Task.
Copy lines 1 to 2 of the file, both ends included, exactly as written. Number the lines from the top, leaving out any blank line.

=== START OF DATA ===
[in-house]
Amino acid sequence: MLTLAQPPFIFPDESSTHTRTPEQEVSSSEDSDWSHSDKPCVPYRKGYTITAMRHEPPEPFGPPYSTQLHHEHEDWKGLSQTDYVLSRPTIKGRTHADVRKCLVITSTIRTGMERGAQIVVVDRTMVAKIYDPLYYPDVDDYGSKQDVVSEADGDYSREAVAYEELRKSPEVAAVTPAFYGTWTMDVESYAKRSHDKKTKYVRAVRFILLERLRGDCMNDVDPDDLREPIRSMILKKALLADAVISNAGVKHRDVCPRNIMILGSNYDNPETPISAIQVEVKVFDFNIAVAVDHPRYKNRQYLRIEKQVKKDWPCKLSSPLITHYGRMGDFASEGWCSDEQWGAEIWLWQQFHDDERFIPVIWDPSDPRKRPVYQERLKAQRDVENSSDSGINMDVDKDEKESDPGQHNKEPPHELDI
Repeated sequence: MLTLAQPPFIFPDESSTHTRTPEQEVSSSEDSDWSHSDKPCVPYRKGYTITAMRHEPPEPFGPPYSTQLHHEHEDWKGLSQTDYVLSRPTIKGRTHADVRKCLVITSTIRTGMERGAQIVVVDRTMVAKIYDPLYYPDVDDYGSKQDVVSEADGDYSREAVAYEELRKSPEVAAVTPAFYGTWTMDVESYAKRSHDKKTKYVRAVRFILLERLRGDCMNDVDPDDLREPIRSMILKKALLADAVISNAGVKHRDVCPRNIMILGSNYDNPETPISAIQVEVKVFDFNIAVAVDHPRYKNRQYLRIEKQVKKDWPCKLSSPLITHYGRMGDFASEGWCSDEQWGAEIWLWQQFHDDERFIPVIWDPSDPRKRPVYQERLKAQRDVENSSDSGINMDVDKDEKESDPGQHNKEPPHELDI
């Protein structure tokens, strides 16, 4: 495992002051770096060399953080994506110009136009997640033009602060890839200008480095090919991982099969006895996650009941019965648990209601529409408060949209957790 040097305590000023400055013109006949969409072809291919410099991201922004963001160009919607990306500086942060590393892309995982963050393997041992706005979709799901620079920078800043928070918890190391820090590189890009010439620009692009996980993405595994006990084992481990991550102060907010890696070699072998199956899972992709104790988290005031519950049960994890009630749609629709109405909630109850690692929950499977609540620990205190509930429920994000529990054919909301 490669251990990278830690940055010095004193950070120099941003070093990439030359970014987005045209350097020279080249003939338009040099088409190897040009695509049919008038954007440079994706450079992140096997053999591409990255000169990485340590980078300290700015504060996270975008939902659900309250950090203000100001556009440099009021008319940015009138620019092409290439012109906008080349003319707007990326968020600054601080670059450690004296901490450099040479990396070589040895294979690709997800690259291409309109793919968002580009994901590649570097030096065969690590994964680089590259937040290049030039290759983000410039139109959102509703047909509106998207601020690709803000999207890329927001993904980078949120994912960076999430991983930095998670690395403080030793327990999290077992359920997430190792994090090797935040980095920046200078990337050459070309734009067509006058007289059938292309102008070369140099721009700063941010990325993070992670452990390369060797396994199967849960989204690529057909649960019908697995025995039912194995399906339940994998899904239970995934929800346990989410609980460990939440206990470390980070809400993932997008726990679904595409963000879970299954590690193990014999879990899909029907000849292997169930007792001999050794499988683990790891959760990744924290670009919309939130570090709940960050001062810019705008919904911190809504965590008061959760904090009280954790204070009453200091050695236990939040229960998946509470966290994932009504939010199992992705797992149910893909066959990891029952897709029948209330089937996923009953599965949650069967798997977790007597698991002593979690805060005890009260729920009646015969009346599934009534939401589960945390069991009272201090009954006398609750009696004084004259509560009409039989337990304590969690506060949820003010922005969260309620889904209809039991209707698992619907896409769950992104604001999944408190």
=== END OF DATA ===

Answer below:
[in-house]
Amino acid sequence: MLTLAQPPFIFPDESSTHTRTPEQEVSSSEDSDWSHSDKPCVPYRKGYTITAMRHEPPEPFGPPYSTQLHHEHEDWKGLSQTDYVLSRPTIKGRTHADVRKCLVITSTIRTGMERGAQIVVVDRTMVAKIYDPLYYPDVDDYGSKQDVVSEADGDYSREAVAYEELRKSPEVAAVTPAFYGTWTMDVESYAKRSHDKKTKYVRAVRFILLERLRGDCMNDVDPDDLREPIRSMILKKALLADAVISNAGVKHRDVCPRNIMILGSNYDNPETPISAIQVEVKVFDFNIAVAVDHPRYKNRQYLRIEKQVKKDWPCKLSSPLITHYGRMGDFASEGWCSDEQWGAEIWLWQQFHDDERFIPVIWDPSDPRKRPVYQERLKAQRDVENSSDSGINMDVDKDEKESDPGQHNKEPPHELDI